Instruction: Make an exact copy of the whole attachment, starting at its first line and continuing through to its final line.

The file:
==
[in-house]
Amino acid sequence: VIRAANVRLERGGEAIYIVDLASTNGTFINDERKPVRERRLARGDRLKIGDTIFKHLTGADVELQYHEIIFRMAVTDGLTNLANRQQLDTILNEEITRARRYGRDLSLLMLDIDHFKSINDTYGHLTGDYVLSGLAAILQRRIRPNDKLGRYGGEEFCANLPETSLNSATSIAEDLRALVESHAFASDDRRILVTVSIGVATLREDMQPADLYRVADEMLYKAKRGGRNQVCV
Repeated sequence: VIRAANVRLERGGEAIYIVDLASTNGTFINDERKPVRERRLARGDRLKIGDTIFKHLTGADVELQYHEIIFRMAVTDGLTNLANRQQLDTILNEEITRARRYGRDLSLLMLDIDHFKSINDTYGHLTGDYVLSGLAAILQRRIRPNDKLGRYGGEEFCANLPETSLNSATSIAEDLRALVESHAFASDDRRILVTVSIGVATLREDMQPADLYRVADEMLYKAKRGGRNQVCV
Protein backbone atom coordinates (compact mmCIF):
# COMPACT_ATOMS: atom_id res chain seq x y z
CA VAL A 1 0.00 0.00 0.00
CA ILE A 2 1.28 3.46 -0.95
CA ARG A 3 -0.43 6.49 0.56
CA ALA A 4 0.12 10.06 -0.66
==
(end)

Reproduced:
[in-house]
Amino acid sequence: VIRAANVRLERGGEAIYIVDLASTNGTFINDERKPVRERRLARGDRLKIGDTIFKHLTGADVELQYHEIIFRMAVTDGLTNLANRQQLDTILNEEITRARRYGRDLSLLMLDIDHFKSINDTYGHLTGDYVLSGLAAILQRRIRPNDKLGRYGGEEFCANLPETSLNSATSIAEDLRALVESHAFASDDRRILVTVSIGVATLREDMQPADLYRVADEMLYKAKRGGRNQVCV
Repeated sequence: VIRAANVRLERGGEAIYIVDLASTNGTFINDERKPVRERRLARGDRLKIGDTIFKHLTGADVELQYHEIIFRMAVTDGLTNLANRQQLDTILNEEITRARRYGRDLSLLMLDIDHFKSINDTYGHLTGDYVLSGLAAILQRRIRPNDKLGRYGGEEFCANLPETSLNSATSIAEDLRALVESHAFASDDRRILVTVSIGVATLREDMQPADLYRVADEMLYKAKRGGRNQVCV
Protein backbone atom coordinates (compact mmCIF):
# COMPACT_ATOMS: atom_id res chain seq x y z
CA VAL A 1 0.00 0.00 0.00
CA ILE A 2 1.28 3.46 -0.95
CA ARG A 3 -0.43 6.49 0.56
CA ALA A 4 0.12 10.06 -0.66